Not part of the course, but worth a try.

In retrospect Escape London is satisfied at having survived with limited equipment.  After all, survival is not a choice but a necessity, one does not decide on the luxuries afforded in a real-life survival scenario.  There were certain levels of jealousy when witnessing Gareth chopping into wood with his giant, military issue knives; and when Milosh pulled out his single man tent/sleeping bag combo, there were slight pangs of envy towards the warmth he would surely experience that night.  But, that’s CHEATING!  Escape London created a nest of fern beneath his (borrowed) tarpaulin and slept in a sleeping bag designed for temperatures no colder than +10 degrees, surely this was a luxury in itself?

City life is draining.  It’s almost as if our carnal needs to survive, to find sustenance, shelter and water have been replaced with obtaining business, picking up new clients and increasing the bank balance.  It takes a weekend, sleeping under the stars with only the very minimum of basic needs to realise that real life is something much more important, entirely more fulfilling and definitely more fun.  Trueways, as well as offering vital lessons in surviving off the land, also gave Escape London a well needed break from the norm.  There was almost zero brain activity required outside of the lessons.  Other than; where do I get more fire-wood from?  I’m pretty hungry.  Which tree should I climb next?  Nothing else registered.  This was bliss of the highest blissfulness.

Don't eat Foxgloves!

Without going into too much detail, pretty much every basic survival technique and routine was covered during our time on the course.  The well informed and eloquent instructor with years of experience in the forces showed us the ropes in great detail.  Everything from obtaining water from various sources to setting snares and traps.  It was all taught in a hands on way and the differences between bushcraft and survival skills were pointed out at every opportunity.  There was plenty of time to explore and wander through the beautiful woods as, after the last session finished at 5pm, the evening was ours to do as we please.  Escape London stole quickly away from his camp, leaving Milosh and Gareth to sharpen sticks in silence.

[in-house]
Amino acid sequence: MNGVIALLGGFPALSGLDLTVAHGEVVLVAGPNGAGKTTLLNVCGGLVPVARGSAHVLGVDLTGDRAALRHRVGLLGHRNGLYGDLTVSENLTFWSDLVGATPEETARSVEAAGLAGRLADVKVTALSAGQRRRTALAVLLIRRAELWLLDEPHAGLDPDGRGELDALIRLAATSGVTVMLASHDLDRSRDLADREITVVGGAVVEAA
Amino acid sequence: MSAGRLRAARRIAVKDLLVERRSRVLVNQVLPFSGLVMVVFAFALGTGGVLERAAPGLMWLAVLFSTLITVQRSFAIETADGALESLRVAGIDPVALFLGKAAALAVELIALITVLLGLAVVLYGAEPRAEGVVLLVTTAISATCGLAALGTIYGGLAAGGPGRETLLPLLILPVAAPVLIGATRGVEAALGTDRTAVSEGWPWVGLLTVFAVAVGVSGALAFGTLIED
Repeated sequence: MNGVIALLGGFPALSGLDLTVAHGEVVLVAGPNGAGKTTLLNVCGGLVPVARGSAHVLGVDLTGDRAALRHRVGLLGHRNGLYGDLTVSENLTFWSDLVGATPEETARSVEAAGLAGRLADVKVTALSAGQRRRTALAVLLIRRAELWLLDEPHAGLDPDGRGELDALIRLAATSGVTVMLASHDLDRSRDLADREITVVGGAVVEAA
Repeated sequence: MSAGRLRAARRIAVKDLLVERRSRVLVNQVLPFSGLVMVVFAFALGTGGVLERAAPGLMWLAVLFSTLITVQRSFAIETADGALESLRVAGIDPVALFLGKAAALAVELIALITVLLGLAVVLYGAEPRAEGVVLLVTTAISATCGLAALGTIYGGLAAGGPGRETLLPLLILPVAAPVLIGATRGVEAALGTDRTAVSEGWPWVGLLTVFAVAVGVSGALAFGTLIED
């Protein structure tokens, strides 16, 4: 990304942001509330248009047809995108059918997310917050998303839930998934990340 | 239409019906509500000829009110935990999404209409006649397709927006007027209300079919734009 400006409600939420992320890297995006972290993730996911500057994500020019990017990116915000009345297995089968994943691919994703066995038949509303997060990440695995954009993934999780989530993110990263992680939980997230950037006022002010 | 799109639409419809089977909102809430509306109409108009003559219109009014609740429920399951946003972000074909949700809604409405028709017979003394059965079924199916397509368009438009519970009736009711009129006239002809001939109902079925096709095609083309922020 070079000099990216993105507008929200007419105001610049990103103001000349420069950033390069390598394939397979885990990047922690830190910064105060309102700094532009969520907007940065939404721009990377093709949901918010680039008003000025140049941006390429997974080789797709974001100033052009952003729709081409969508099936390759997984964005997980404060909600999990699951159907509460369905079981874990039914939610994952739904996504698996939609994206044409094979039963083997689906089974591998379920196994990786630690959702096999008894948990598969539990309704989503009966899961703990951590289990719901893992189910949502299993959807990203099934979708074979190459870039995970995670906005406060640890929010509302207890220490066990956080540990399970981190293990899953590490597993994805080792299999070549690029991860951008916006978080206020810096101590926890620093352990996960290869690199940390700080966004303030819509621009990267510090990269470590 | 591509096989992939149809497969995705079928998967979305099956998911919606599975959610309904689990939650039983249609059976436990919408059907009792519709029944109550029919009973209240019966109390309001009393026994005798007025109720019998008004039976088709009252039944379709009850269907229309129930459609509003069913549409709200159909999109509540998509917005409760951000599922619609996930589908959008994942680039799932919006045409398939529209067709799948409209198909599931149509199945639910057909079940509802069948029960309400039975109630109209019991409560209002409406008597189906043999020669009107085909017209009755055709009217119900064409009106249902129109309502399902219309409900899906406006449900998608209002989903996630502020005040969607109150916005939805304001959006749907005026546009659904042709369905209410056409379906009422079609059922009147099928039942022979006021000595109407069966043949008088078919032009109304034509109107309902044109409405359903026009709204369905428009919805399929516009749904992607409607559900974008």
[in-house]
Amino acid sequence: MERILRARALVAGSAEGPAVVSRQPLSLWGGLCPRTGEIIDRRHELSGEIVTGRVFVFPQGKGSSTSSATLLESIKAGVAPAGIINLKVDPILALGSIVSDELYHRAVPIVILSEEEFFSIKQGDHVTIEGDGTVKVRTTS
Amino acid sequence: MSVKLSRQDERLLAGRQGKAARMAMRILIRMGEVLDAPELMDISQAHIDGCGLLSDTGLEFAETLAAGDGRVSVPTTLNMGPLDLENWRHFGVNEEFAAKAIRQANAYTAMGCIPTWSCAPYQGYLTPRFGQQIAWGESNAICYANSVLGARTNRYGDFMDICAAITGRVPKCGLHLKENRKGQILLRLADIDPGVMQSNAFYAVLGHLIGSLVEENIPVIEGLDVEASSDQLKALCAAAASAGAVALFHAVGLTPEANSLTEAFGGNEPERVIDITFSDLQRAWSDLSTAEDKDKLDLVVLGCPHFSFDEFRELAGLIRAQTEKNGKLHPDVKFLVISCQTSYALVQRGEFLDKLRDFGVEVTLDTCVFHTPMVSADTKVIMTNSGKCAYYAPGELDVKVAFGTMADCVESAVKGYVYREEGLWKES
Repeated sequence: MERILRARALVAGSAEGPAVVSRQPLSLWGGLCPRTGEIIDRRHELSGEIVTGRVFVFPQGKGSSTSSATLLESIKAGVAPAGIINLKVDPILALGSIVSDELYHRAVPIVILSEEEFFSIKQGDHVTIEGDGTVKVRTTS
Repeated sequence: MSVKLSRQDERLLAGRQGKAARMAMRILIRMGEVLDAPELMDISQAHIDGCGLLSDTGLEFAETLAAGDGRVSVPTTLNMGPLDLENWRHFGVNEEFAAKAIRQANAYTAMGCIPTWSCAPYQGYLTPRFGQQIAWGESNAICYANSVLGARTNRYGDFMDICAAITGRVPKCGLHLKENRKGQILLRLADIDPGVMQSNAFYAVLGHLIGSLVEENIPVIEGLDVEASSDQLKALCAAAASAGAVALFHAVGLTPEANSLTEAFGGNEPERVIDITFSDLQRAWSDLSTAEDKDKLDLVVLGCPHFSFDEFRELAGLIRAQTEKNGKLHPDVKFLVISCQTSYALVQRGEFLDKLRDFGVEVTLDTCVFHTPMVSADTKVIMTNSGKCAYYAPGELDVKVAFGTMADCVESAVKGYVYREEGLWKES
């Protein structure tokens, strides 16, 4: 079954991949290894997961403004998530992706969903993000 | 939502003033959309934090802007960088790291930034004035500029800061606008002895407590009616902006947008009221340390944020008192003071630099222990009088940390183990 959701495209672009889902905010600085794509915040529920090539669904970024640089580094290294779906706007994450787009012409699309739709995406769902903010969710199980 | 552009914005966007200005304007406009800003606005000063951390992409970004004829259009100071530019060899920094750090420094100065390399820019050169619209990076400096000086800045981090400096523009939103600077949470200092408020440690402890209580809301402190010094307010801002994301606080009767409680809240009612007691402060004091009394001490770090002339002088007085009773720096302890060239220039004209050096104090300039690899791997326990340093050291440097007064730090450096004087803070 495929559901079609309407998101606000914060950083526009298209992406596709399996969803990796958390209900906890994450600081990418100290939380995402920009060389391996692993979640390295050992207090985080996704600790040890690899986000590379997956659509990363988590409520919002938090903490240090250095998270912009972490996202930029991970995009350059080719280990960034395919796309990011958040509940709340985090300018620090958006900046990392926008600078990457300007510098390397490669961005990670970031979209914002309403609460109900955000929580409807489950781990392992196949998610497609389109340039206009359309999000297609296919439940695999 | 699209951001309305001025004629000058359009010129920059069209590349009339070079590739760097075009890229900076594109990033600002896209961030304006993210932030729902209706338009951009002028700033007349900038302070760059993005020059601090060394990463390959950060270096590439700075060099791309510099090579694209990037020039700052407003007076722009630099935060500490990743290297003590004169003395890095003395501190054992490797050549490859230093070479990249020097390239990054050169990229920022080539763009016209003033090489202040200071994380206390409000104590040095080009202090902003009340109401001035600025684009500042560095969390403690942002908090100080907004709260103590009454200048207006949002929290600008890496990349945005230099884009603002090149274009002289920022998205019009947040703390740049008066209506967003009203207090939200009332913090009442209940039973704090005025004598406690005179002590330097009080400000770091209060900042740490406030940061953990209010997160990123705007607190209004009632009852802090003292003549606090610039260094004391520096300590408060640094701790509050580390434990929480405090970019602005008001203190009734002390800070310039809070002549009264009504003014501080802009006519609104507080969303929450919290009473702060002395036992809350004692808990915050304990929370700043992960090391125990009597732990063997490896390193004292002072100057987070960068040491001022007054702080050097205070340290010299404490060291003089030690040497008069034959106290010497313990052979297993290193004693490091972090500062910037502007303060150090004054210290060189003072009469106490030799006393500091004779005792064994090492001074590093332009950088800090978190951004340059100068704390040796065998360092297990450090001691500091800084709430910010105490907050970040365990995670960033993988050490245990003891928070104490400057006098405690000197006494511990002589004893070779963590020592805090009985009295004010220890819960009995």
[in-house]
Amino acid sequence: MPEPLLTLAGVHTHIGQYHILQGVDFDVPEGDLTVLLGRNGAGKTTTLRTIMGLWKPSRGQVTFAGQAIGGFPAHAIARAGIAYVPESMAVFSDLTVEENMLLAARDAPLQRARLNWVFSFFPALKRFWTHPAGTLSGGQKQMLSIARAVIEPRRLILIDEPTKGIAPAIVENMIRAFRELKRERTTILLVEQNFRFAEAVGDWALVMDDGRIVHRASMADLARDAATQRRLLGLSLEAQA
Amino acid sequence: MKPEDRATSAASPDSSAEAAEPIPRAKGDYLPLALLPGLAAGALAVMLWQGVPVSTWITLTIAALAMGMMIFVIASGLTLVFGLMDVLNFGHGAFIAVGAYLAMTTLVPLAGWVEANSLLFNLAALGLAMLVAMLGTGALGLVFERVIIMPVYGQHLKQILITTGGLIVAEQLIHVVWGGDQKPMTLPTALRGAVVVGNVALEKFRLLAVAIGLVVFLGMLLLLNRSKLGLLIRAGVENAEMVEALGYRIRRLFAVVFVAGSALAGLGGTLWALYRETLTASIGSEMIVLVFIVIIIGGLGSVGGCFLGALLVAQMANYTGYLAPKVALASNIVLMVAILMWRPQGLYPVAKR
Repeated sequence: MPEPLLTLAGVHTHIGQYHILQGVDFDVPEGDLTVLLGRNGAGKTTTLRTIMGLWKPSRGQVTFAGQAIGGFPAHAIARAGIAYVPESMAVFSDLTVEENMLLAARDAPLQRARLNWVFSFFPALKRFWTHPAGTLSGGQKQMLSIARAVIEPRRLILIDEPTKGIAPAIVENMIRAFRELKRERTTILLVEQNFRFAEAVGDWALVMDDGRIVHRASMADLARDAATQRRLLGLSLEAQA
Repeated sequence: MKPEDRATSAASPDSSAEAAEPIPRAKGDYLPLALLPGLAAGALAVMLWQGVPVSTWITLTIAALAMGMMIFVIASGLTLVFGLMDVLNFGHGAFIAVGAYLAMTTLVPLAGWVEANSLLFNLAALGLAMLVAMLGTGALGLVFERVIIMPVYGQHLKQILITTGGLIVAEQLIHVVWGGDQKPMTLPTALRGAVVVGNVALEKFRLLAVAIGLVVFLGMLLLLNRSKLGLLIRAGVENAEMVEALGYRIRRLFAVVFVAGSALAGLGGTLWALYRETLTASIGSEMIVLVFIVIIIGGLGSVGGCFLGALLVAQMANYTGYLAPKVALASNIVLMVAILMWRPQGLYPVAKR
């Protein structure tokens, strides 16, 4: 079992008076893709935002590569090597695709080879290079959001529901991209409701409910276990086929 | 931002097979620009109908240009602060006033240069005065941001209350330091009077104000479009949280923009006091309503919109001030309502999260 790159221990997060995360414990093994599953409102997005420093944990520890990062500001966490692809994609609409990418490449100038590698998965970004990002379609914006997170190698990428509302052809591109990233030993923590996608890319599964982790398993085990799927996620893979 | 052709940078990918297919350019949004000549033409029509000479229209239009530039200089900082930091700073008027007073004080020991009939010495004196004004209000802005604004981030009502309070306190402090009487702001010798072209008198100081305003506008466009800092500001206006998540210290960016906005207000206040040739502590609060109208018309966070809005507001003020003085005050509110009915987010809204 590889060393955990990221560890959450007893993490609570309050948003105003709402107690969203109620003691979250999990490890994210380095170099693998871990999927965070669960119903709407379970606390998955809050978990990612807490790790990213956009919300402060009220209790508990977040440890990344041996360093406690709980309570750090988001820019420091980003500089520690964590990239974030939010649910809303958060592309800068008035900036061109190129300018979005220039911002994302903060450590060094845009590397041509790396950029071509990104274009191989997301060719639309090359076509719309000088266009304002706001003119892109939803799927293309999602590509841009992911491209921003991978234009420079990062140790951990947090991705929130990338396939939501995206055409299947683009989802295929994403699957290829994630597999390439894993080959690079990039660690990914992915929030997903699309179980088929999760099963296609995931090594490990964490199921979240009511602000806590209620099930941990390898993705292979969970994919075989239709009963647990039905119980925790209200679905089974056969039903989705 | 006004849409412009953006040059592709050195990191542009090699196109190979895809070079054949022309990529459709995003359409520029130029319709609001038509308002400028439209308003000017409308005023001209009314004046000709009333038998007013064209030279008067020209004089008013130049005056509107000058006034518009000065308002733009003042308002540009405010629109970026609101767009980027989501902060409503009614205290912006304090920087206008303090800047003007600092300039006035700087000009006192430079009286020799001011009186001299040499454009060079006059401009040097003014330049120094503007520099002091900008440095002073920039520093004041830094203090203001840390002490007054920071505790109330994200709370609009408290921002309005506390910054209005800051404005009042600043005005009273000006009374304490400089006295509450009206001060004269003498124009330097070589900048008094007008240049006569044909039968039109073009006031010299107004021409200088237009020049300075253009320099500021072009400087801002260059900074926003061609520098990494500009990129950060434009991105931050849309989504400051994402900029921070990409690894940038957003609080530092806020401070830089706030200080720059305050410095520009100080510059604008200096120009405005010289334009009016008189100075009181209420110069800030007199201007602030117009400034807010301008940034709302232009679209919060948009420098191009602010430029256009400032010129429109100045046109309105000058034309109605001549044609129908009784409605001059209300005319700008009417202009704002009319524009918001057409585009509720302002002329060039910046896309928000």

Building a signal fire is one of the weekends lessons

Escape London will reveal nothing more about the weekend other than to inform everyone that Milosh and Gareth went home to their Spaniels and military armouries alive and well.  There was no need to resort to eating one another and, apart from a VERY cold night with little sleep, things went exceedingly well.  This course comes with the highest recommendation, it’s a brilliant way to escape the pressures of city life whilst at the same time learning some really cool facts to impress your friends down the pub.  Did you know that, to keep a small fire going for 24hr requires in the region of 1 tonne’s worth of wood?  Escape London didn’t either….

2 Responses to “Escape London, on a survival weekend.”

  1. Jerick 25travels September 7, 2011 at 7:49 am #

    Hey Daniel, Love the concept of the blog! I’ve only been to London a couple of times mostly for touristic purposes but maybe if I move there – I’ll give your suggestions a shot!

  2. Neil September 7, 2011 at 12:42 pm #

    I did one of these last year, great fun but they seem to attract the socially inept and downright odd Ala Milosh and Gareth! Go as a group and you skirt this problem